Thursday, March 26, 2009

Robert Kaplan on Saving Afghanistan

A long article from the author of Imperial Grunts and Hog Pilots and Blue Water Grunts, both of which I enjoyed and the latter of which I loved. Somehow I find it simultaneously depressing and hopeful. From the Atlantic:

Certainly, the can-do spirit of the American, British, Canadian, and other soldiers here is infectious, even as the gargantuan size of the operation, with its attendant planes, helicopters, up-armored Humvees, and massively fortified bases is simply stunning. A senior American military official told us that counterinsurgency and counter-terrorism are inseparable, and the idea that one can withdraw from Afghanistan while still conducting selected strikes against al-Qaeda terrorists is “absolutely ridiculous.” Without counterinsurgency, he says, the terrorists simply replace their killed leaders and have the freedom to plan attacks on the West.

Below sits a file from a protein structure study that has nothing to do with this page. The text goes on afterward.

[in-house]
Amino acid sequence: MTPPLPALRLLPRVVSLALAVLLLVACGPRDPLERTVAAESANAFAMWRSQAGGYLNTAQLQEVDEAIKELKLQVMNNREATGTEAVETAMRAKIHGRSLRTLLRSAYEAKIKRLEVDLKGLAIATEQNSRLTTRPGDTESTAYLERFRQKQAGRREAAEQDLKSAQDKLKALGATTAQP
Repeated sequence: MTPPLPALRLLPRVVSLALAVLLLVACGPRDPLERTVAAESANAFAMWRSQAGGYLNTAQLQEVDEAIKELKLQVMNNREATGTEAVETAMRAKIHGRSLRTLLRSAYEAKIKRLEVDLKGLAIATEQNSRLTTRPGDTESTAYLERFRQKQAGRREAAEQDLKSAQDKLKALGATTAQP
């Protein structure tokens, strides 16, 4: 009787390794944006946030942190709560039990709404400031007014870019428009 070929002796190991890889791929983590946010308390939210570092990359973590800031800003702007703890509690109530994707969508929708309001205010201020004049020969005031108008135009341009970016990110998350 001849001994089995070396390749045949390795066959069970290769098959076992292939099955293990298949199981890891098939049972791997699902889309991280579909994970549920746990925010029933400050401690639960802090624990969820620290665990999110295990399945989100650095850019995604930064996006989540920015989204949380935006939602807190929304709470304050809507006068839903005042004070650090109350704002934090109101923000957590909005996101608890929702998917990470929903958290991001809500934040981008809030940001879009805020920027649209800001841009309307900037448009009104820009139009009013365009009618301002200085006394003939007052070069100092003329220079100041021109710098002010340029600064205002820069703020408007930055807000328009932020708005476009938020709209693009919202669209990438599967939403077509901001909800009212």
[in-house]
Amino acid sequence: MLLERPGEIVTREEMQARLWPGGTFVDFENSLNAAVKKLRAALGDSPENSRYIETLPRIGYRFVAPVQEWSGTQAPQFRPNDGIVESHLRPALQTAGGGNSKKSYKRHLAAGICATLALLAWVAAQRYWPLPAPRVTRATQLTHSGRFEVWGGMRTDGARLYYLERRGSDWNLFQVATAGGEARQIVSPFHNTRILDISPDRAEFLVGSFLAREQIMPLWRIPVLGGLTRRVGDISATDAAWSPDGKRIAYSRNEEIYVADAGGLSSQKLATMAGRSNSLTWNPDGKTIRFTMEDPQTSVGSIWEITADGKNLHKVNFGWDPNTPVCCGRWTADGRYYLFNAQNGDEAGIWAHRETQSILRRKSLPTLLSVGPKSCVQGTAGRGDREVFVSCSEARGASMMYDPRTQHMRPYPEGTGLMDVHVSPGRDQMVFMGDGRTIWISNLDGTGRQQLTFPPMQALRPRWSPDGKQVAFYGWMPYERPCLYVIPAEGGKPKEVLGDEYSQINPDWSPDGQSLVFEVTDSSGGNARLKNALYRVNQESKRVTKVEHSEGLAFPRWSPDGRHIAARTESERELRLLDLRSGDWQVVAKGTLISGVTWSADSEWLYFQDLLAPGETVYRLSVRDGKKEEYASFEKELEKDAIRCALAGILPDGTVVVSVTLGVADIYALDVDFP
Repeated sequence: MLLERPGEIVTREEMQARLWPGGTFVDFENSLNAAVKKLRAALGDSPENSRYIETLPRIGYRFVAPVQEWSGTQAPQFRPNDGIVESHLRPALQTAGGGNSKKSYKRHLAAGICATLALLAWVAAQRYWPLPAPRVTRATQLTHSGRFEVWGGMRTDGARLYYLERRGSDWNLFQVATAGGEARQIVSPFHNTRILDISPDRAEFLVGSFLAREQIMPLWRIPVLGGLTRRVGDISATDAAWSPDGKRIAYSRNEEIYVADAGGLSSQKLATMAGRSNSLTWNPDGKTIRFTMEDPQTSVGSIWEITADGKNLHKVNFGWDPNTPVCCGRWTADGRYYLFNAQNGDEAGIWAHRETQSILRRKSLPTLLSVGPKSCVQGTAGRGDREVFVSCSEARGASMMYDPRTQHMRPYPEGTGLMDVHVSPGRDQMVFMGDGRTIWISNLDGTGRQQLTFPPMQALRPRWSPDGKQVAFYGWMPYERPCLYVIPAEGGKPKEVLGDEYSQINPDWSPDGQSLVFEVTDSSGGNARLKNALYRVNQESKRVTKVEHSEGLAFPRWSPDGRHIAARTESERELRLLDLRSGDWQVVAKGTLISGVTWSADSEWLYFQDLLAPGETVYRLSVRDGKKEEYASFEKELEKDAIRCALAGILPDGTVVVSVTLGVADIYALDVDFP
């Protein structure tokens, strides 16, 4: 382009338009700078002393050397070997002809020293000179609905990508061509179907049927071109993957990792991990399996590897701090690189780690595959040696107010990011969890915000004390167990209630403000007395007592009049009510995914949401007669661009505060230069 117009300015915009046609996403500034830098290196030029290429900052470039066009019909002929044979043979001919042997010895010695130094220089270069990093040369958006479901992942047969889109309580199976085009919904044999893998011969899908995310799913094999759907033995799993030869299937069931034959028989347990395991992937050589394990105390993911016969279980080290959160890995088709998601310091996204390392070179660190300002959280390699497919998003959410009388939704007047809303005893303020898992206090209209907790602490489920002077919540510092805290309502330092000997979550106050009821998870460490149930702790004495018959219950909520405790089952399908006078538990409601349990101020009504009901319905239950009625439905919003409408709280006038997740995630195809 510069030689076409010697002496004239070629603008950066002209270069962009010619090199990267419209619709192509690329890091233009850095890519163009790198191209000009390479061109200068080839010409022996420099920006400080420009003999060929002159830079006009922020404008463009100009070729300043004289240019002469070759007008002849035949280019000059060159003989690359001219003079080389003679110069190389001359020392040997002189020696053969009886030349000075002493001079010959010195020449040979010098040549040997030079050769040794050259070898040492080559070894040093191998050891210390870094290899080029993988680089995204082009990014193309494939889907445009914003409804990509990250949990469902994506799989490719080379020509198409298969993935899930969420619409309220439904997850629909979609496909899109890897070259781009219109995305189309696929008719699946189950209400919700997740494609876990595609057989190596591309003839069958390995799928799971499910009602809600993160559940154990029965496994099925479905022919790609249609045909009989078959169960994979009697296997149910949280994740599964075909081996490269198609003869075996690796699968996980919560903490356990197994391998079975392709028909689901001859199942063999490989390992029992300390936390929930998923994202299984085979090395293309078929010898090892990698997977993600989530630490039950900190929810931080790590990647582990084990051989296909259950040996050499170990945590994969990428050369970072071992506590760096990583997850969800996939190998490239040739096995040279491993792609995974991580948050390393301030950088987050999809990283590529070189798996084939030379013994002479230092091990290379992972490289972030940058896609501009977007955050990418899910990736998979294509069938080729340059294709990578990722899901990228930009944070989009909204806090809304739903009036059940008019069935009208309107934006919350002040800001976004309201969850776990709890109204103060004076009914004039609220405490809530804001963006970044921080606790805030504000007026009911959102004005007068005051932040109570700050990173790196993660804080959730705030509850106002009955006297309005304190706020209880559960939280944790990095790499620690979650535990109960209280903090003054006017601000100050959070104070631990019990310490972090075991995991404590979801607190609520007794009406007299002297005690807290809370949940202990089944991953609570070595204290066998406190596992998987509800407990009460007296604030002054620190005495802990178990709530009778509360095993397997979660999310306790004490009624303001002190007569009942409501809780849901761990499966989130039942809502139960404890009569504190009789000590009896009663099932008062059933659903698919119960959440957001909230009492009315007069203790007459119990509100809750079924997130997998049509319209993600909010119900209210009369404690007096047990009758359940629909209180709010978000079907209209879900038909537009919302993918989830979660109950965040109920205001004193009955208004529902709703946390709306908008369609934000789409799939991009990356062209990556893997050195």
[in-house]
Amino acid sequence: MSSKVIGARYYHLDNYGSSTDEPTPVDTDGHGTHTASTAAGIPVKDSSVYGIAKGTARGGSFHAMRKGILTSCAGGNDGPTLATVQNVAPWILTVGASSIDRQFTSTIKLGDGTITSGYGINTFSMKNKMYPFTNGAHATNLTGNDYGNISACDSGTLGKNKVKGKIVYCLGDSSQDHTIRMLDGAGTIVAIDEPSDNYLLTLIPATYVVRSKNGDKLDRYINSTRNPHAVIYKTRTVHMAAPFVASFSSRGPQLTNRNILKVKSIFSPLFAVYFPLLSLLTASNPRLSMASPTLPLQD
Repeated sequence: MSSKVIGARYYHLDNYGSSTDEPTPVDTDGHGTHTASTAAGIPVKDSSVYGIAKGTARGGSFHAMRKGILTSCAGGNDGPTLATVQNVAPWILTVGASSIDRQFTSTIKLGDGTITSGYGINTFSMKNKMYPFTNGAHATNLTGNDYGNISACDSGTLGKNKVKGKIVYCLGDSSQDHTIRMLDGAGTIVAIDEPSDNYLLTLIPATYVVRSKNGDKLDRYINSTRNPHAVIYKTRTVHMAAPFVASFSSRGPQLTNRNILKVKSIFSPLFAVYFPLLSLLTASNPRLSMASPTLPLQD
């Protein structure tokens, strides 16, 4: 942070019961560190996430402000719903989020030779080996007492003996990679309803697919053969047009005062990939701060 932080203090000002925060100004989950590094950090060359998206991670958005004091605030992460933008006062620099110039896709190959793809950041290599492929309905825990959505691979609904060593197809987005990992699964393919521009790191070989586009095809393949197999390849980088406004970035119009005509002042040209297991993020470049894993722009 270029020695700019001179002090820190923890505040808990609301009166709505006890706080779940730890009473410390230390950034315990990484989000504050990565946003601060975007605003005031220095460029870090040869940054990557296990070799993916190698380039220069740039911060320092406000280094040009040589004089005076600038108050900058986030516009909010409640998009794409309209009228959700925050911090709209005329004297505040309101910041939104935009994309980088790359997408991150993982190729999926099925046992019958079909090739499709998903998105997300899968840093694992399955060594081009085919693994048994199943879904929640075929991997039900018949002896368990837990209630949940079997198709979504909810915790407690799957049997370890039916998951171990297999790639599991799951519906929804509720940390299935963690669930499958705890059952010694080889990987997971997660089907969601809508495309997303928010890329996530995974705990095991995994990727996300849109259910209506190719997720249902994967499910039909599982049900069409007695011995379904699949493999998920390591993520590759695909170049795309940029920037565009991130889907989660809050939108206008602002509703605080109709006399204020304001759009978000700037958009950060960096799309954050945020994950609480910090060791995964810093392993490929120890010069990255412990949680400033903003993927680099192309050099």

The stakes are vast. An Afghanistan that can inch its way back to the modest and fragile stability of the mid-20th century will leverage Pakistan back toward normalcy, in addition to becoming a conduit for energy pipelines that promise to unite oil- and natural gas-rich Central Asia with the Indian Ocean—thus linking India and Pakistan in a peaceful system of commerce. But an Afghanistan that crumbles into granular ethnic and tribal elements will bring down Pakistan, too, in addition to enlarging Iran’s new and unconventional terrorist empire. And this is to say nothing of the moral victory that al-Qaeda and the Taliban will achieve if Afghanistan descends into chaos.

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